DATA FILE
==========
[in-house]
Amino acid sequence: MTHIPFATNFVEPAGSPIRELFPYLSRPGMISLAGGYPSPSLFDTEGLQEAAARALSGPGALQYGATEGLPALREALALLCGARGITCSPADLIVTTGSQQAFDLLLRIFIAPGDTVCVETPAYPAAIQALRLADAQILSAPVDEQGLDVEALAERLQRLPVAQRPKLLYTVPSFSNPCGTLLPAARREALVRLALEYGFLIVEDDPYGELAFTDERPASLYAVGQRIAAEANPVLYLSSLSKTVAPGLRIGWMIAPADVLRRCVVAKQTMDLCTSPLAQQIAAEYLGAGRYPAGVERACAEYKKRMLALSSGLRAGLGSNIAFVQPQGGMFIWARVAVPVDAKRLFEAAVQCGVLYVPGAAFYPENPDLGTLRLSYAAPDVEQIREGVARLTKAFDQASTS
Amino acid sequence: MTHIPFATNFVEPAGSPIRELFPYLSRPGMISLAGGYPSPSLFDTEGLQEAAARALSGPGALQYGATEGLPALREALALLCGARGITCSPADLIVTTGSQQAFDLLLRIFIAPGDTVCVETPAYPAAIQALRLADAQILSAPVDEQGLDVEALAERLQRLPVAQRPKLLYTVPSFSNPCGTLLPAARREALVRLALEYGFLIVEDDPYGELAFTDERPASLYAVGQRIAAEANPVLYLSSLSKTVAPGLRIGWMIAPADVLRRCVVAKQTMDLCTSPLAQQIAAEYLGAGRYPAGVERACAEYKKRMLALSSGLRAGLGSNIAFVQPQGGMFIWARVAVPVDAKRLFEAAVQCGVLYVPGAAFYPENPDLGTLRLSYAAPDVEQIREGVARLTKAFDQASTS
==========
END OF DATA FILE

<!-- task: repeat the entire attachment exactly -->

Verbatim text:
[in-house]
Amino acid sequence: MTHIPFATNFVEPAGSPIRELFPYLSRPGMISLAGGYPSPSLFDTEGLQEAAARALSGPGALQYGATEGLPALREALALLCGARGITCSPADLIVTTGSQQAFDLLLRIFIAPGDTVCVETPAYPAAIQALRLADAQILSAPVDEQGLDVEALAERLQRLPVAQRPKLLYTVPSFSNPCGTLLPAARREALVRLALEYGFLIVEDDPYGELAFTDERPASLYAVGQRIAAEANPVLYLSSLSKTVAPGLRIGWMIAPADVLRRCVVAKQTMDLCTSPLAQQIAAEYLGAGRYPAGVERACAEYKKRMLALSSGLRAGLGSNIAFVQPQGGMFIWARVAVPVDAKRLFEAAVQCGVLYVPGAAFYPENPDLGTLRLSYAAPDVEQIREGVARLTKAFDQASTS
Amino acid sequence: MTHIPFATNFVEPAGSPIRELFPYLSRPGMISLAGGYPSPSLFDTEGLQEAAARALSGPGALQYGATEGLPALREALALLCGARGITCSPADLIVTTGSQQAFDLLLRIFIAPGDTVCVETPAYPAAIQALRLADAQILSAPVDEQGLDVEALAERLQRLPVAQRPKLLYTVPSFSNPCGTLLPAARREALVRLALEYGFLIVEDDPYGELAFTDERPASLYAVGQRIAAEANPVLYLSSLSKTVAPGLRIGWMIAPADVLRRCVVAKQTMDLCTSPLAQQIAAEYLGAGRYPAGVERACAEYKKRMLALSSGLRAGLGSNIAFVQPQGGMFIWARVAVPVDAKRLFEAAVQCGVLYVPGAAFYPENPDLGTLRLSYAAPDVEQIREGVARLTKAFDQASTS